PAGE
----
This article, found through /., talks about the increasing manipulation of actors expressions:
In the “before” shot Jennifer Connolly, the leading lady, was shown talking on her mobile phone. The digitally manipulated “after” shot showed her talking on her mobile phone with a tear rolling down her cheek. (…)
“Acting is all about honesty, but something like this makes what you see on screen a dishonest moment,” said a leading technician. “Everyone feels a bit dirty about it.”
Visual effects experts privately admit to changing actors’ expressions: opening or closing eyes; making a limp more convincing; removing breathing signs; eradicating blinking eyelids from a lingering gaze; or splicing together different takes of an unsuccessful love scene to produce one in which both parties look like they are enjoying themselves. (…)
“It’s cheaper than reshooting a scene.” (…)
Some actors such as Tom Cruise have begun to write clauses into their contracts granting them full control of their own digital assets, Mr Okun said. “They are saying: if you make me look better, then it’s fine. But if you are dealing with the subtleties of a dramatic performance it’s not fine.”
Movie editing, image manipulation, in the end it all depends on what is your goal when making a movie or a photography. My vision of the director is that he’s creating a story, and that everything that serves this story is valid.
When you go to see a movie you know there will be some sort of special effects. Actors manipulation shouldn’t be surprising, it is just one logical step. Nowadays nobody is surprised that a stuntsman is replacing the main actor. To me it’s the same degree of manipulating what people believe is reality.
If you want to see honesty, imperfection, flesh and sweat, you still have to option to go to a real theater, or better, improvisation battles.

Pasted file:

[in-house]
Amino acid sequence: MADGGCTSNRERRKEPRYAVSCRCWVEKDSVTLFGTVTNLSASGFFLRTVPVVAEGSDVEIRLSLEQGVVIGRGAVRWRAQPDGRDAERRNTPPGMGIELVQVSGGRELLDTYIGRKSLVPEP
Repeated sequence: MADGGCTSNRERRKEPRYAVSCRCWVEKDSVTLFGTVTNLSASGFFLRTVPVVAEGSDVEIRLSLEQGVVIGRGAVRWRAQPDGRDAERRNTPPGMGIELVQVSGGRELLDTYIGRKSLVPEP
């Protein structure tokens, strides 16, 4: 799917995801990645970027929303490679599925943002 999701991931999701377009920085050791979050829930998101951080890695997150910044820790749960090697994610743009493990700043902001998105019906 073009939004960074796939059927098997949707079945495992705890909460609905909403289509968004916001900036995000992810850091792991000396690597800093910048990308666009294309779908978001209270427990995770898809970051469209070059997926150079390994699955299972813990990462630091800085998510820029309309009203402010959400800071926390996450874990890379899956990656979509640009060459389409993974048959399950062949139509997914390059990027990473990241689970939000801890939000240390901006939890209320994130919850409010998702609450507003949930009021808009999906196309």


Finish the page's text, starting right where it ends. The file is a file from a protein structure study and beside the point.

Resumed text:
What about photography? Great photographers manipulated their photos in their darkroom, serving their vision.
If your goal is to capture reality, then don’t make any editing and say it. On the other hand if you want to inspire a feeling that’s nearly impossible to catch, or an atmosphere that you can’t achieve, or simply make the image you have in mind, my opinion is that you can manipulate an image as much as you want. But you have to be honest about it and publish your image with a manipulation disclaimer.
Still I think an unmanipulated photo or movie has more impact. At first I thought that Sony Bravia ads were full of cg pictures, When I learned that they were shot with real balls and real paint it struck me much more!
Another example is this photo by Damien Doumax (and my parodic “copy”):
It’s a clever use of long exposition and light, and it’s unmanipulated (appart from tone and contrast manipulation). How much more do you appreciate it knowing it’s all real ?
That’s the reason why, even being a VR geek, I’ll always prefer reality
Related articles: The advent of digital actors, Prey Alone, Digital movie making : Machinima = machine + cinema